Bureaucrats conspire to deprive exporting companies of capital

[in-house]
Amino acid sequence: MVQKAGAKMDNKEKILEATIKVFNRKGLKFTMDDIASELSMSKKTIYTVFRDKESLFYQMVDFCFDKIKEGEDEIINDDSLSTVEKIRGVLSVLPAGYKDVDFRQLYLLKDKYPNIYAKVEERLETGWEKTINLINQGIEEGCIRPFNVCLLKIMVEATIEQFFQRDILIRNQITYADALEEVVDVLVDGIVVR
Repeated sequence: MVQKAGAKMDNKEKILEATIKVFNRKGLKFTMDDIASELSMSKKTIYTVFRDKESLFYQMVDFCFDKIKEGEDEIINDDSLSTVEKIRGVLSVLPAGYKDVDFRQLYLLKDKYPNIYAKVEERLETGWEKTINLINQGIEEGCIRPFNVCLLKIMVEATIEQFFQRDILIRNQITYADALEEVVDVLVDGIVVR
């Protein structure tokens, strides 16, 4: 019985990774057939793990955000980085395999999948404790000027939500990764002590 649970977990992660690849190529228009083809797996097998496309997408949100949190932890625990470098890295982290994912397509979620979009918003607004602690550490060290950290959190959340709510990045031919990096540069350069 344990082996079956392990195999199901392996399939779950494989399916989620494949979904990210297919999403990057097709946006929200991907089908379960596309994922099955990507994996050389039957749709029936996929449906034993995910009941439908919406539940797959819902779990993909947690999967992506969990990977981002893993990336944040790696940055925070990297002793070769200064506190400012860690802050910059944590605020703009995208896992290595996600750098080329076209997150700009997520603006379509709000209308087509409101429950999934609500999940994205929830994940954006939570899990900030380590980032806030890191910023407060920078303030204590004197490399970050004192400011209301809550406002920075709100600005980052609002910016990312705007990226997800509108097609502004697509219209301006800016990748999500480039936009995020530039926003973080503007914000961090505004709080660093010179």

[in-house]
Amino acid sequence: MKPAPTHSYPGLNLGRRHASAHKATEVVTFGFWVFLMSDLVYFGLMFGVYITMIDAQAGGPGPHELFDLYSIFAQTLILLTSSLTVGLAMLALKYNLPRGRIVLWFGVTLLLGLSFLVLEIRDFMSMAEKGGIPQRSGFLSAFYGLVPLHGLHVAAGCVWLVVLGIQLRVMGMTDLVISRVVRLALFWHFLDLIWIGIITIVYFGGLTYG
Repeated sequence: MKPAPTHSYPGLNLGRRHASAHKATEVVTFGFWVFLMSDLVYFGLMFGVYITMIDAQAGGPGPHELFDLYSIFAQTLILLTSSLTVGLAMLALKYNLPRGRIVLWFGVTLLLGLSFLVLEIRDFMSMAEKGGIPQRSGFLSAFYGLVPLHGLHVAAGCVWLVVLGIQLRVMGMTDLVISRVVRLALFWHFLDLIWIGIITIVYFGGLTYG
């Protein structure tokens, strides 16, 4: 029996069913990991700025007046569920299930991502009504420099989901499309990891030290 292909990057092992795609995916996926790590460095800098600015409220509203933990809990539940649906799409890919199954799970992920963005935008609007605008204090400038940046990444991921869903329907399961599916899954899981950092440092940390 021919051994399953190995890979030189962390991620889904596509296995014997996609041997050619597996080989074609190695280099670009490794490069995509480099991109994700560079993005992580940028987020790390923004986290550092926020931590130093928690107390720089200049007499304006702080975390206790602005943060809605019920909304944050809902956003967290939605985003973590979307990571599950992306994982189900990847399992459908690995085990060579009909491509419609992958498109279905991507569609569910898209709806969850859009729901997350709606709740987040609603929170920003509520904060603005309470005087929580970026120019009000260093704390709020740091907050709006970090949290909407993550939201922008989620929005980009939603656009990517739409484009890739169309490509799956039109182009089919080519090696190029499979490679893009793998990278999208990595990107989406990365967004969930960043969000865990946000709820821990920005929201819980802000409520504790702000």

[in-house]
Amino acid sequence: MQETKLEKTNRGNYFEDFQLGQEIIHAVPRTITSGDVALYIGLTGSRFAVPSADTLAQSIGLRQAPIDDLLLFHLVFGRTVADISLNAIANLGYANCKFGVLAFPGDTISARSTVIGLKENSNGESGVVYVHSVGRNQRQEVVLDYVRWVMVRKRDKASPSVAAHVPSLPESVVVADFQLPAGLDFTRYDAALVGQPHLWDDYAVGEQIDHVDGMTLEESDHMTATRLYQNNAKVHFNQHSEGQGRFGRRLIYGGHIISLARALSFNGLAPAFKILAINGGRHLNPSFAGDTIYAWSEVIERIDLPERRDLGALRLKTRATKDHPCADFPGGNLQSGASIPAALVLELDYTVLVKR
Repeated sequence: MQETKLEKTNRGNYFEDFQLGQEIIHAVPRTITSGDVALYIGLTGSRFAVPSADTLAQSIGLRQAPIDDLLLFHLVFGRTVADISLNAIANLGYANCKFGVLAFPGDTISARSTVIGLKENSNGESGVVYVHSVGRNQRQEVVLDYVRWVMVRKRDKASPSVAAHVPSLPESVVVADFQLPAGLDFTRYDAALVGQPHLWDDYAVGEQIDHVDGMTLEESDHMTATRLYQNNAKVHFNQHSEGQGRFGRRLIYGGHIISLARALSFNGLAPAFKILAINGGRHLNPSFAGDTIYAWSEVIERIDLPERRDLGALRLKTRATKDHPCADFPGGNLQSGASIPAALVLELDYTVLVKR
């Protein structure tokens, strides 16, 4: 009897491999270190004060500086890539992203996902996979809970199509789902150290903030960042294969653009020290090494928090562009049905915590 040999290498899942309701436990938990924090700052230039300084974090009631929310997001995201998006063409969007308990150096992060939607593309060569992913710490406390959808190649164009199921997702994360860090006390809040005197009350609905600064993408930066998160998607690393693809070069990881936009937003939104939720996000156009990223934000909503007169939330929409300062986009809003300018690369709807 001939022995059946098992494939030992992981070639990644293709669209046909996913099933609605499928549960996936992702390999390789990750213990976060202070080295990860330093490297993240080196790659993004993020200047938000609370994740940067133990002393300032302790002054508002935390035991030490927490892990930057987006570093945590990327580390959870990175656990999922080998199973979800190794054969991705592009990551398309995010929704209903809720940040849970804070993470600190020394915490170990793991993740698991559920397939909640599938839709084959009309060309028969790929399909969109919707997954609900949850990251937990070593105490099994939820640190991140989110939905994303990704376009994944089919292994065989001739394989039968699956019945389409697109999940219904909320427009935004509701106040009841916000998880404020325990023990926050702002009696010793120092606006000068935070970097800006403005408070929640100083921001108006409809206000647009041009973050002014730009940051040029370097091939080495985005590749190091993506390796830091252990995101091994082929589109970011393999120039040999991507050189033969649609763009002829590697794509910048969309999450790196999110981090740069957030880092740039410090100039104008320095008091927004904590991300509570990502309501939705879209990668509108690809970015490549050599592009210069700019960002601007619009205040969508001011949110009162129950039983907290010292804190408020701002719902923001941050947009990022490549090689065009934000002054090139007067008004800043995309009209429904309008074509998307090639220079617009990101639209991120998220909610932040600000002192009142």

Exporting enterprises have long benefited from a reimbursement of VAT they have paid for any purchases they have made as well as the costs of exporting their goods abroad. This measure has been designed to aid exporters without directly subsidizing them. However, the notorious state bureaucracy and gaps in a number of circulars issued by the Ministry of Economy and Finance mean that 15,000 exporting firms have not received back the VAT they have paid since January 2003. This deprives them of vital working capital and puts them in a difficult financial position. Nothing could be designed to hurt exports more at a time when, despite a recent rise, they remain woefully low: Greece lags behind all its European partners, behind even tiny Luxembourg, in the nominal value of its exports. The situation makes a mockery of the pre-election promise of the ruling Panhellenic Socialist Movement (PASOK) to «raise exports, as a percentage of GDP, to double digits as soon as possible and despite adverse international conditions.» It seems that nowhere are the conditions for exports more adverse than in Greece itself, despite repeated reassurances by Economy and Finance Minister Nikos Christodoulakis that the reimbursement of VAT will take place as soon as the businesses submit the required documents (proofs of purchase etc.). Firms attempting to follow the ministry’s circulars to the letter have encountered insurmountable problems in getting the VAT reimbursed. Speaking to tax and other ministry officials, one gets a confusing picture. Some say the ministry’s circulars are too vague concerning the procedure of reimbursement, others that public coffers are empty. In February 2003, PASOK MP Andreas Makrypidis, a former tax inspector himself, asked Christodoulakis whether the tax authorities were illegally withholding VAT from exporters. In his written question he noted that tax authorities claimed that ministry circulars were too vague about the procedure. In April 2003, the Economy and Finance Ministry tried to speed up the process by specifying that exporting enterprises whose supporting documentation was found correct would be reimbursed within two months. This procedure failed to be implemented properly because tax authorities took months to determine whether all supporting documents were in order. Recently, after a long delay in taking action, the ministry revised yet again the procedure for reimbursement. In case businesses submitted all the required documentation, they would be reimbursed for 90 percent of the amount they requested within one month. They would get the other 10 percent after a preliminary on-site inspection and auditing before the end of the year in which they made the reimbursement request. Enterprises that submitted incomplete documentation would get 90 percent of the money within two months but only after a preliminary on-site inspection and auditing. The procedure may appear relatively straightforward, by the standards of the Greek administration. However, local tax authorities managed to sabotage it by claiming that part or all the documentation submitted was false. The law provides the heads of local tax authorities to come to this conclusion very easily, invoking «reliable information» without much burden of proof. This leads inevitably to a full-scale auditing of the company, a time-consuming procedure. Is it willfulness on the part of the tax authorities, or are they following secret instructions by the ministry? In any case, exporters are not getting the VAT they paid back.

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